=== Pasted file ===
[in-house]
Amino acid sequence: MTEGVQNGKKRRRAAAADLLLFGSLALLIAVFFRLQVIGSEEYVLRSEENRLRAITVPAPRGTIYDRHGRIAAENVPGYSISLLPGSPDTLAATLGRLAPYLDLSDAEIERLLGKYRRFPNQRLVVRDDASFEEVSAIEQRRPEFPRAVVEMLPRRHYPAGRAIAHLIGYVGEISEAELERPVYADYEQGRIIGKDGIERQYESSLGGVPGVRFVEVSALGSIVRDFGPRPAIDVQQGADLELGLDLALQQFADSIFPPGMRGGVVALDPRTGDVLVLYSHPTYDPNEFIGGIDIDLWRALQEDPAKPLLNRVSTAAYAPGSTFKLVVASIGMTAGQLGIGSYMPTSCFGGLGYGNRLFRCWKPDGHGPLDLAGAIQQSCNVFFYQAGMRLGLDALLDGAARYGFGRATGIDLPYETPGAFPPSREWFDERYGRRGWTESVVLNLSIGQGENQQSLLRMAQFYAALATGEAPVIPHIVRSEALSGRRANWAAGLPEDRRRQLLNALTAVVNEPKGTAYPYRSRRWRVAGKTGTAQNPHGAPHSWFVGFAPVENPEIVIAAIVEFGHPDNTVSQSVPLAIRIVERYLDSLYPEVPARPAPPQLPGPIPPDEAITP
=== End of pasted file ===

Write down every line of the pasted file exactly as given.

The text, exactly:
[in-house]
Amino acid sequence: MTEGVQNGKKRRRAAAADLLLFGSLALLIAVFFRLQVIGSEEYVLRSEENRLRAITVPAPRGTIYDRHGRIAAENVPGYSISLLPGSPDTLAATLGRLAPYLDLSDAEIERLLGKYRRFPNQRLVVRDDASFEEVSAIEQRRPEFPRAVVEMLPRRHYPAGRAIAHLIGYVGEISEAELERPVYADYEQGRIIGKDGIERQYESSLGGVPGVRFVEVSALGSIVRDFGPRPAIDVQQGADLELGLDLALQQFADSIFPPGMRGGVVALDPRTGDVLVLYSHPTYDPNEFIGGIDIDLWRALQEDPAKPLLNRVSTAAYAPGSTFKLVVASIGMTAGQLGIGSYMPTSCFGGLGYGNRLFRCWKPDGHGPLDLAGAIQQSCNVFFYQAGMRLGLDALLDGAARYGFGRATGIDLPYETPGAFPPSREWFDERYGRRGWTESVVLNLSIGQGENQQSLLRMAQFYAALATGEAPVIPHIVRSEALSGRRANWAAGLPEDRRRQLLNALTAVVNEPKGTAYPYRSRRWRVAGKTGTAQNPHGAPHSWFVGFAPVENPEIVIAAIVEFGHPDNTVSQSVPLAIRIVERYLDSLYPEVPARPAPPQLPGPIPPDEAITP